6. Hnstray
    Joined: Aug 23, 2009
    Posts: 12,246

    Hnstray
    ALLIANCE MEMBER
    from Quincy, IL

    Years ago VW had a special tool for unfolding the hem flange on the Beetle cowl/door pillar seam. As I recall it was used with an air chisel gun. Probably unobtainium these days.

    I like @Gearhead Graphics ideas......

    Ray
     
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  7. run a DA sander along the edge, this will take a tiny bit of metal off so the panel will bend there and only there so it doesn't distort the outer panel.
     
  8. I would probably try it this way too. I have tried to unfold some door skins before and it always did some damage to the outer skin that needed further work.
     
  9. s55mercury66
    Joined: Jul 6, 2009
    Posts: 3,980

    s55mercury66
    Member
    from SW Wyoming

    If you are only using the outer skin, locate all of the spot welds, cut those loose, and cut the inner structure down so you can remove it in convenient sized pieces. Then make a plan to insert the replacement structure back in place, with the least amount of messing with the flange, or hem. I have 2 Cougar doors I have to make one from, patience will be your friend.
     
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  10. s55mercury66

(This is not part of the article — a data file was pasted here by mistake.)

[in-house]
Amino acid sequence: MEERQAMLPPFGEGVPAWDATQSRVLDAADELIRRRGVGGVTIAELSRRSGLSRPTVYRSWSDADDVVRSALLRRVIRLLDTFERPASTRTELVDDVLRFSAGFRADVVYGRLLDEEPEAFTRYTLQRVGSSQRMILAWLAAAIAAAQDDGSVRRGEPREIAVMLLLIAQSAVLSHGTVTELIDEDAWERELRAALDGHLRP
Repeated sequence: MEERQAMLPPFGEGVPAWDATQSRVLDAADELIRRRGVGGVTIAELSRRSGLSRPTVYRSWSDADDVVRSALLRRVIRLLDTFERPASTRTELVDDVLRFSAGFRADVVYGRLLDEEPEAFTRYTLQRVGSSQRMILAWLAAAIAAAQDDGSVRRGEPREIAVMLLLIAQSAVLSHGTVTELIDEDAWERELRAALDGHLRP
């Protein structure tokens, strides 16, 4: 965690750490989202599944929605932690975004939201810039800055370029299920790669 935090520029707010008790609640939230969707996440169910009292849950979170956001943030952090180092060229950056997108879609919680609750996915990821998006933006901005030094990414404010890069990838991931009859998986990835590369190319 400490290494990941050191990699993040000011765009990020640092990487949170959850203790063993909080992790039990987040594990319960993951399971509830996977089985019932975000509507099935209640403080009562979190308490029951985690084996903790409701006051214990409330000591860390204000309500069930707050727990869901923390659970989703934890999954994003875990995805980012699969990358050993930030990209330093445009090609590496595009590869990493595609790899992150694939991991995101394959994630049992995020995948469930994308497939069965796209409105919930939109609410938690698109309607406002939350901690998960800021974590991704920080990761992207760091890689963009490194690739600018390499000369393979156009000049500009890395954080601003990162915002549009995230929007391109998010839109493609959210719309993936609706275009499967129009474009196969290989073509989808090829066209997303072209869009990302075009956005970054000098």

Joined: Jul 6, 2009
    Posts: 3,980

    s55mercury66
    Member
    from SW Wyoming

    You may find it easier to locate all of the spot welds by chopping the inner structure up first, and finding where it hangs up. You may also find it easier to insert the replacement by modifying it somewhat.
     
  11. john worden
    Joined: Nov 14, 2007
    Posts: 1,729

    john worden
    Member
    from iowa

    Are you attempting to replace the entire inner panel or just the corners w/hinge mount ?
     
  12. Flathead Dave
    Joined: Mar 21, 2014
    Posts: 3,514

    Flathead Dave
    ALLIANCE MEMBER
    from So. Cal.

    This is what I have seen my friends do. I never had to replace a skin, myself.
     
  13. anthony myrick
    Joined: Sep 4, 2009
    Posts: 8,984

    anthony myrick
    Member

    VWs and Porsche had a cool tool to remove the roof/qtr hem
    couldn't find a pic to help you
    I have removed a few door skins in order to fix them, then reinstall the same skin
    it can be tedious
    I drilled out any spotwelds first, then modified a chisel to get under the edge and started lifting it, there will be some distortion. the metal stretches around the hem. Some basic hammer and dolly work will fix this, it can also remove itself as it is re-hammerd back on. the key is being patient.